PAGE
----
all these wonderful people.” Those groups felt healing. You shared
with each other and realized that you were not alone in your loss but
rather had developed a community and a place for your feelings: a community
As time moved forward and you worked hard at beginning to heal
through groups and often individual therapy, the dynamic of the program
seemed to shift again. The community seemed become more inclusive,
no longer separated into services for kids, siblings, parents, wives
separately, but rather under the one umbrella of Line of Duty Family
Connections. And at the program events, the stories began to change
too. You started to share stories of your loved one as he was when
he was alive, rather than his life overshadowed by the tragedy of his
death and the magnitude of your loss. I began to feel like I was getting
to know who your sons, brothers, husbands, fathers really were, their
personalities. You shared with me stories of heroism, but also stories
of his favorite foods and songs, his quirks, his terrible math skills, even
at times his quick temper. Not only did you begin to share with me
who he was, but also how your family has been shaped, how your role
in it was developed because of who he was.
As I reflect on leaving CSU and the Line of Duty Family Connections
Program, I realize the importance of memory in experiencing a
loss. I have seen your memories go as a community from a place of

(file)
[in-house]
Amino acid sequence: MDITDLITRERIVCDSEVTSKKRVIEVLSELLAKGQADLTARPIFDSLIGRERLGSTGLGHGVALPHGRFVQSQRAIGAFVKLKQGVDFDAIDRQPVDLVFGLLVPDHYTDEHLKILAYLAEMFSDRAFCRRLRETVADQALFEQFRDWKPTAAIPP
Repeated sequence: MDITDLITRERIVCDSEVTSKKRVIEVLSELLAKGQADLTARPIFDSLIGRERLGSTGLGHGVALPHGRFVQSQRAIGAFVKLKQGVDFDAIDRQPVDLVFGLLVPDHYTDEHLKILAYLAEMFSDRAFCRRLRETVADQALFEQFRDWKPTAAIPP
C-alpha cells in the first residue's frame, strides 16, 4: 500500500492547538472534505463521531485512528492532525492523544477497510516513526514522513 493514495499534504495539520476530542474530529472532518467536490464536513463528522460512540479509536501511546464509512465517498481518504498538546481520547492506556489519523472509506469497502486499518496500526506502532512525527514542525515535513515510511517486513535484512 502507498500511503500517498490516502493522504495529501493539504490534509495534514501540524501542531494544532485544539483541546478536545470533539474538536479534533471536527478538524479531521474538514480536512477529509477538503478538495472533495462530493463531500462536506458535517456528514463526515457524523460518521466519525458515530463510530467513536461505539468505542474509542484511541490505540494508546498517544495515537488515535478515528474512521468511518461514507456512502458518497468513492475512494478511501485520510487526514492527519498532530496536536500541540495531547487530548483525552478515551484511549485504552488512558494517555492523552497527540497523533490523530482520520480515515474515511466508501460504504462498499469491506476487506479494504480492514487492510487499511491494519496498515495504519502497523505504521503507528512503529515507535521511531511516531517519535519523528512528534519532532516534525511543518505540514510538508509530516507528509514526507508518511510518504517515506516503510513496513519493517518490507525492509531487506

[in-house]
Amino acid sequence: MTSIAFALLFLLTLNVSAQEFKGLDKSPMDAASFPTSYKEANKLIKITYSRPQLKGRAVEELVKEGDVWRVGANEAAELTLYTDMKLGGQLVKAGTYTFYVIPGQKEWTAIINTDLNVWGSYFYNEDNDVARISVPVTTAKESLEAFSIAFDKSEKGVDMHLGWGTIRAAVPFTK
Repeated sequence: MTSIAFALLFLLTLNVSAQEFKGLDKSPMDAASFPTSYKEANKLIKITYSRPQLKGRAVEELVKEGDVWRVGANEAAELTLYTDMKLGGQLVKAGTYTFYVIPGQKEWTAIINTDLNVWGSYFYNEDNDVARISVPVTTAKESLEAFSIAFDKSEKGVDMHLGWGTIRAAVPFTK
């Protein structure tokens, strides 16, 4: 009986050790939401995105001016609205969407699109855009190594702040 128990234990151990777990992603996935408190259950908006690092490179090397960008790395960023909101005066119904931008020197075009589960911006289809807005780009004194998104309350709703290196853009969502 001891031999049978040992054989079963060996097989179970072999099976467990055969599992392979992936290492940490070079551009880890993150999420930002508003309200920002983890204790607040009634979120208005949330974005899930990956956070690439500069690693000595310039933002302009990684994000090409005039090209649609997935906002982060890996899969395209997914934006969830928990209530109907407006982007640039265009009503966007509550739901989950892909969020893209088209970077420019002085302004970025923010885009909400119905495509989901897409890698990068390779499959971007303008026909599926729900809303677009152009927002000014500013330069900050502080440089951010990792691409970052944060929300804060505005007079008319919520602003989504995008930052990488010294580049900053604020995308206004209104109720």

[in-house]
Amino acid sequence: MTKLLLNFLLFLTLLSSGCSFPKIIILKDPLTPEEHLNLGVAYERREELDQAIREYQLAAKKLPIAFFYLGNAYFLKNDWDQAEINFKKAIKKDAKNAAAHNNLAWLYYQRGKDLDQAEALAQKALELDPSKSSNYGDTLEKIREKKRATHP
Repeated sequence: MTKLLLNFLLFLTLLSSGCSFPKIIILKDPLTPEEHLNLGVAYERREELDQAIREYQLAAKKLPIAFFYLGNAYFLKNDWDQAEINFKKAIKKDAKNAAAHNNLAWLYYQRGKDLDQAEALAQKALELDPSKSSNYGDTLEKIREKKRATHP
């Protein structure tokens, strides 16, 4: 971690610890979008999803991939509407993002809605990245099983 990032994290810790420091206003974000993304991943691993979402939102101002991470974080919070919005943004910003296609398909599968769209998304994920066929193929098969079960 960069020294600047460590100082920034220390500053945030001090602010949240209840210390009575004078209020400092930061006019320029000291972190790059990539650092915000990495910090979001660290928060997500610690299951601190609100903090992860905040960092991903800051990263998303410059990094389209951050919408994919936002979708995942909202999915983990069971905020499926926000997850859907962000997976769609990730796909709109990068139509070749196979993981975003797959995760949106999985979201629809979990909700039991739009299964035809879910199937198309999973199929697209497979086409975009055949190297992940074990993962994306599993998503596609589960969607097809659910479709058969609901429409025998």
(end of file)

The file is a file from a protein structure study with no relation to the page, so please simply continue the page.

trauma and avoidance, to an exploration of pain and grief, to a new
place of joy and nostalgia in the remembrance of your loved one. Although
the pain of the loss will never be over, and will resurface as
you experience other losses and anniversaries, it is touching to see the
support you have developed as a community and the comfort you give
I assure you my departure will not affect LOD Family Connections
programming or community. Kim Ahearn will continue to be the Program
Director and the services that we have provided throughout the
years will remain unchanged. Additionally, as always, the support of
the FDNY-CSU is available to you for any mental health treatment,
referral, or advising you may need.
I wish you all the best.
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SOMEONE TO TALK TO?
OUR COUNSELORS ARE ON CALL AT (212) 570-1693
24 HOURS A DAY, 7 DAYS A WEEK
Meeting are 7 p.m. to 8:30 p.m. except where noted. For info,
call the CSU at (212) 570-1693.
Greenbush Presbyterian Church,
For info, call (212) 570-1693
Staten Island CSU,
1688 Victory Blvd.,
For info, call Mary Cole at
Spouses * New Day & Time
Orange County CSU,
2279 Goshen Tpke.,
For info, call (845) 695-1029,
Freeport Fire Dept. Headquarters,
15 Broadway, 2nd Floor,
For info, call Dr. Dianne Kane
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Spouses Without Children.
3:30 p.m. to 5:00 p.m.,
For info, call Elena Coronges
Our Lady Help of Christians Roman Catholic Church Convent,
1314 East 29th St. (by Ave. M),
Freeport Fire Dept. Headquarters (See above.)
Fiancees & Significant Others
6 p.m. to 7:30 p.m., CSU,
251 Lafayette St., 3rd Floor,
Fort Totten FDNY Family Crisis Center,
Bldg. 413 A,
Bayside (photo ID required).
Center Cottage, Suffolk Community College
Crooked Hill Road, Brentwood.
For info, call Ray brown at (631) 851-6888.
New group in Fort Totten
Every other Thursday, 7:30 p.m. to 9:00 p.m.
For info, call Lynne or Kristen (718) 352-2140.
THE LINK IS SUPPORTED BYTHE NATIONAL FALLEN FIREFIGHTERS FOUNDATION